Beach blizzard


This one goes out to all our buddies in Chicago, Aurora, Indianapolis, Lafayette, Ft. Wayne, Dayton, and all the other chilly places in the midwest that have been slogging through feet of snow all winter long. We don’t usually get much, if any, snow on the Oregon coast. Just a bone-chilling 35-degree drizzle all winter long. This week, though, was a big surprise: eight inches of snow! Needless to say, everything here is completely shut down, as no one around here even owns a snow shovel, nevermind proper municipal snow removal equipment.

emilyboardingSMWe went out to enjoy the “snow day,” starting with a brisk stroll on the beach. There’s Emily above, kicking up the sand and listening to the surf all decked out in her snowboarding kit. Good thing we still had it all out, strewn about the living room and drying from last weekend’s snowboarding adventure! She didn’t wear the helmet for the beach walk, that would be downright silly. But we were sad we didn’t bring the goggles; the wind and snow were really driving!

The next morning, the sky was calm and blue and the snow looked like a pretty blanket on everything. Being midwesterners and not afraid of a little snow, we decided to venture out and see what the countryside was doing. I locked the hubs on the 4×4, we put on our gear again, and we were off. Unsurprisingly, none of the roads had been cleared. They were just packed down from adventurers, log trucks, and emergency vehicles.  And the roads were easy to navigate, in part because they were completely abandoned. Businesses were closed, and people were indoors being sensible.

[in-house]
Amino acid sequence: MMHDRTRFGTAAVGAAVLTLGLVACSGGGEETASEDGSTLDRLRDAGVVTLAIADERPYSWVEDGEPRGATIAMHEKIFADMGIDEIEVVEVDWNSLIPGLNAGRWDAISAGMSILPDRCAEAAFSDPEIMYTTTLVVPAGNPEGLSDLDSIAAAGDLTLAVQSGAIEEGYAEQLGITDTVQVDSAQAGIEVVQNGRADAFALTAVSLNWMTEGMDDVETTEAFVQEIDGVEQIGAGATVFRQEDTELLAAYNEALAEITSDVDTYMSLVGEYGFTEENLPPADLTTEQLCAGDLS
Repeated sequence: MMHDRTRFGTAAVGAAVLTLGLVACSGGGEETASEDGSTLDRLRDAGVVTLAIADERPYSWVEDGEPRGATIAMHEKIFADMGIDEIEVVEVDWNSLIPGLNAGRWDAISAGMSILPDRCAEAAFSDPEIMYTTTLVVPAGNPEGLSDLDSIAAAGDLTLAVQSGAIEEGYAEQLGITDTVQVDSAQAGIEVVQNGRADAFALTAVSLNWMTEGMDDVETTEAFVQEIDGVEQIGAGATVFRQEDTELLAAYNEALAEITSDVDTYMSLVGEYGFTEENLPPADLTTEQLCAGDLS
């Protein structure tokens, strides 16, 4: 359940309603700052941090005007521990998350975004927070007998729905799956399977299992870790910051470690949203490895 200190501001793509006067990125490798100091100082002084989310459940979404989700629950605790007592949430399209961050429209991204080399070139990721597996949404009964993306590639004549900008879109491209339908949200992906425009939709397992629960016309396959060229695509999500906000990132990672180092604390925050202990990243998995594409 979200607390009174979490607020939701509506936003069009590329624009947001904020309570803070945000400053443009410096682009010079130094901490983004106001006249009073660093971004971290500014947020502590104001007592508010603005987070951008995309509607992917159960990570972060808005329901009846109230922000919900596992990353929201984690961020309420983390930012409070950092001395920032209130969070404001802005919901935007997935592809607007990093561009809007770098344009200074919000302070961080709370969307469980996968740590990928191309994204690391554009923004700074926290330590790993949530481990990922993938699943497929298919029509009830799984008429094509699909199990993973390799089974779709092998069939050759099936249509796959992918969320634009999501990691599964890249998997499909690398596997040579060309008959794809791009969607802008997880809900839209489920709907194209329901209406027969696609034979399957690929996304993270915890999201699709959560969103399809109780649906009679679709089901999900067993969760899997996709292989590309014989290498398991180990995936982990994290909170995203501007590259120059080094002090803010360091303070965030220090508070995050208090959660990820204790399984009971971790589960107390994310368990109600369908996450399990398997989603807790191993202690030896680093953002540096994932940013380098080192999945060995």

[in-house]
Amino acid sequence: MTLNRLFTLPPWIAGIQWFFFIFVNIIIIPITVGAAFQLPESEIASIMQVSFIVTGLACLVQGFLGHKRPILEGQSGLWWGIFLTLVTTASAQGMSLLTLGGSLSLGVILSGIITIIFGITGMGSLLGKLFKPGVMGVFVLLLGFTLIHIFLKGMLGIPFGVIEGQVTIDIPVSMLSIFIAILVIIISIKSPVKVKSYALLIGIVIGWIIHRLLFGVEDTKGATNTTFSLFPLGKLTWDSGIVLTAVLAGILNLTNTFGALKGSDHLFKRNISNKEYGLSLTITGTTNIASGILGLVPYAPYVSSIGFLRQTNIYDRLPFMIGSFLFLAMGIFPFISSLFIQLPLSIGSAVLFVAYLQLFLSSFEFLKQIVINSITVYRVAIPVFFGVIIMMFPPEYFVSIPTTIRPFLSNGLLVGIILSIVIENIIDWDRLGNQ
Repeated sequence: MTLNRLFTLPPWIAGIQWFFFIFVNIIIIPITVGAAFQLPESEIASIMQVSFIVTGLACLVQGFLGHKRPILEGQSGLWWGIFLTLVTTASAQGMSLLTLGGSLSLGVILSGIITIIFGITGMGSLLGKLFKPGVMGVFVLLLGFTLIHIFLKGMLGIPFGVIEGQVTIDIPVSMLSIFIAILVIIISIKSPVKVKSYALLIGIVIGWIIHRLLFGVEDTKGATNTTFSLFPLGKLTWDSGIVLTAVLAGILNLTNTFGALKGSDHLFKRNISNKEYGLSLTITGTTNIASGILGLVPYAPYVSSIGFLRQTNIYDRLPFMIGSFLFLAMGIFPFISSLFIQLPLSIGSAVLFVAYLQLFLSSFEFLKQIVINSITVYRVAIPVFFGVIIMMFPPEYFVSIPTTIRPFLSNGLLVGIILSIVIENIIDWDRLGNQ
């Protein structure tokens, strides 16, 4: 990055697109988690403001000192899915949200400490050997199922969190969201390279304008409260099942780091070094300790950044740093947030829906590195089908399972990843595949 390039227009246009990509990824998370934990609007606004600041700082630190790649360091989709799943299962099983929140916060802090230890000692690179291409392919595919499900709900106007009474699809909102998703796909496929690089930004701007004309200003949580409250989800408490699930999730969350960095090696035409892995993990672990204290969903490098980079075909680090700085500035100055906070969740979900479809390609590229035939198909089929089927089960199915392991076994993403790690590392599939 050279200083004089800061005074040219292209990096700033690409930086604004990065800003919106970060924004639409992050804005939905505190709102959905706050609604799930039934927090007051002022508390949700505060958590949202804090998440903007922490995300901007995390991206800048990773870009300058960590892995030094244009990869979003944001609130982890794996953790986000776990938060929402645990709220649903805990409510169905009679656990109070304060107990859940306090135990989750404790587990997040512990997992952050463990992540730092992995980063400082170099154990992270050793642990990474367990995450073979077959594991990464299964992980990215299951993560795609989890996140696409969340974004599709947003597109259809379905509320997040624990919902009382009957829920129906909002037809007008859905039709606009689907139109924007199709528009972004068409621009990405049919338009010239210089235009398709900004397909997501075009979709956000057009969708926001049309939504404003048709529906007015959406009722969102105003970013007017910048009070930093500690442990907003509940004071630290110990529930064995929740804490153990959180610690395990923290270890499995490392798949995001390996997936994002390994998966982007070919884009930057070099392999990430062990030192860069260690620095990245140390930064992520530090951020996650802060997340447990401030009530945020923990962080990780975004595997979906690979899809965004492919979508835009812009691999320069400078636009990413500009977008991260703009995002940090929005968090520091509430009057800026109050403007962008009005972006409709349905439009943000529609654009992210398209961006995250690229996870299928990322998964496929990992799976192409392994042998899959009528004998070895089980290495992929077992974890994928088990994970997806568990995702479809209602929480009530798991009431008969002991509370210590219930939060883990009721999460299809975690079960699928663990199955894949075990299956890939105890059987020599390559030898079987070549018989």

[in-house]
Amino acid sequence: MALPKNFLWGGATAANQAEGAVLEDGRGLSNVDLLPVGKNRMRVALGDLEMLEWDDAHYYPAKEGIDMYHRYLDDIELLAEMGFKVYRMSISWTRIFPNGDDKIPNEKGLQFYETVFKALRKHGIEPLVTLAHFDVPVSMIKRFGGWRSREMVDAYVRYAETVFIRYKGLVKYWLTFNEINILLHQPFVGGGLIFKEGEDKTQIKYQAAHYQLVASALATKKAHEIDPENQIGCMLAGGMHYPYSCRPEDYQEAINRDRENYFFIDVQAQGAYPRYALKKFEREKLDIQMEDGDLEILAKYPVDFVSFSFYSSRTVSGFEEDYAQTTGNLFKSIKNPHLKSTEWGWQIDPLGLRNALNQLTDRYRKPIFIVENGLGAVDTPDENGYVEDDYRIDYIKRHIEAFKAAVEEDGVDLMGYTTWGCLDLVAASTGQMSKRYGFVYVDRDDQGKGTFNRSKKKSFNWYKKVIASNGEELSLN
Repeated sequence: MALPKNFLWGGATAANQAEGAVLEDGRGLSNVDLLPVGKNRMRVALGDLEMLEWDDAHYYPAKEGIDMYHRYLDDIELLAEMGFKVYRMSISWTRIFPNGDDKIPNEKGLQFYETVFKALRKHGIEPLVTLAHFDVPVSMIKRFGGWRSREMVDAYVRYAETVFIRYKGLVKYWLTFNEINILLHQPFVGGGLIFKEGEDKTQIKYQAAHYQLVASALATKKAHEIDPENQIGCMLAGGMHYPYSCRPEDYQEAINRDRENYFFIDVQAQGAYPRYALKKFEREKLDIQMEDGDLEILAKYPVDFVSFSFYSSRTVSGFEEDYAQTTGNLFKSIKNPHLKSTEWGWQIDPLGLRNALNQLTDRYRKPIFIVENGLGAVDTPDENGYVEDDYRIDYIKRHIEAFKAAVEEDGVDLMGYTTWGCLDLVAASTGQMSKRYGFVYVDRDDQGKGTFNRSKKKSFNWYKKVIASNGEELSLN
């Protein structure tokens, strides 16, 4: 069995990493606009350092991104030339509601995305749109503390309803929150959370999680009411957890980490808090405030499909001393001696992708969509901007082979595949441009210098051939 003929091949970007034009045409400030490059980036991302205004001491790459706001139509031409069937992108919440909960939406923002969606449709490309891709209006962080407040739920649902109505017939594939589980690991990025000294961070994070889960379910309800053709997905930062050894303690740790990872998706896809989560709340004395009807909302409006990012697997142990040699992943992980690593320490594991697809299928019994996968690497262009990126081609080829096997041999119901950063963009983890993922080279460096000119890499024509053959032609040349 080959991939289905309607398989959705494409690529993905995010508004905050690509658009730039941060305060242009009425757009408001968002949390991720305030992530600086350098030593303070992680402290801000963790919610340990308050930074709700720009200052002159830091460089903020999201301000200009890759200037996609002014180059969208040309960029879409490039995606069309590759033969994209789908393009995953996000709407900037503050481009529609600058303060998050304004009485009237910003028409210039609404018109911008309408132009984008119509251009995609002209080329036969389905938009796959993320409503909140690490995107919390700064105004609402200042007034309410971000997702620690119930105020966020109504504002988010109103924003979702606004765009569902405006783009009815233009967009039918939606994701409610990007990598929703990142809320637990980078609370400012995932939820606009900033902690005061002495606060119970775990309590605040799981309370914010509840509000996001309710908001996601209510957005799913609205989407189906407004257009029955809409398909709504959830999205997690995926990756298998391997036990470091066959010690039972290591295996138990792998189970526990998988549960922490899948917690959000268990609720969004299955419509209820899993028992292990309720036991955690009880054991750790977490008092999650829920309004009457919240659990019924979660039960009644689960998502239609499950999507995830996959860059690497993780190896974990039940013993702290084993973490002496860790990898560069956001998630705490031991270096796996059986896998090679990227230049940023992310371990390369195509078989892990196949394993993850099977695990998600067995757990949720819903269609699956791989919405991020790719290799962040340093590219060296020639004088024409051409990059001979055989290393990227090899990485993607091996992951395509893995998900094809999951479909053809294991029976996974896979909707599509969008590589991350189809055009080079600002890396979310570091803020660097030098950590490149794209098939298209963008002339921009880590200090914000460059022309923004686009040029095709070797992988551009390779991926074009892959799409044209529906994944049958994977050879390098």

bee_listeningSM“Let’s check on the bees!” I thought out loud, and Emily was game. Really, I knew they’d be fine and I just wanted to see how cute the hives look with snow on the roof. At this time of year, bees cluster in the hive, thermoregulating via glucose metabolization and maintaining a core temperature of about 91 degrees. Basically, they eat honey and shiver together to keep warm, taking turns at the outside of the huddle. They can do fine in places like North Dakota, so our comparatively mild temperatures in the high 20s don’t bother them too much. The snow over the doorway might be more of a problem, if they want to take a stroll around the block when it warms up, but around here it will be gone in a day because it will start raining again.  Here we see Emily, checking up on the bees. The technique is that you put your ear against the hive like a stethoscope, and thump the side with your hand. If you  hear the bees grumble and buzz, then they’re fine.

We also went out to the cottage at Gravel Creek. The snow there was beautiful, so deep and white and fluffy, draped over everything. Interestingly, the solar panels and steel roof are just slippery and steep enough that the snow slides off of them! Did I ever mention that the original cottage was built from plans for a ski chalet, because the previous owners just liked the look of it? Que casualidad.

Here are some pretty pictures, for your enjoyment.  They say we’re going to get another snowstorm in a few hours. Stay safe and warm, OK?

snowy drivewaySM snowycottageSM snowybridge2SM

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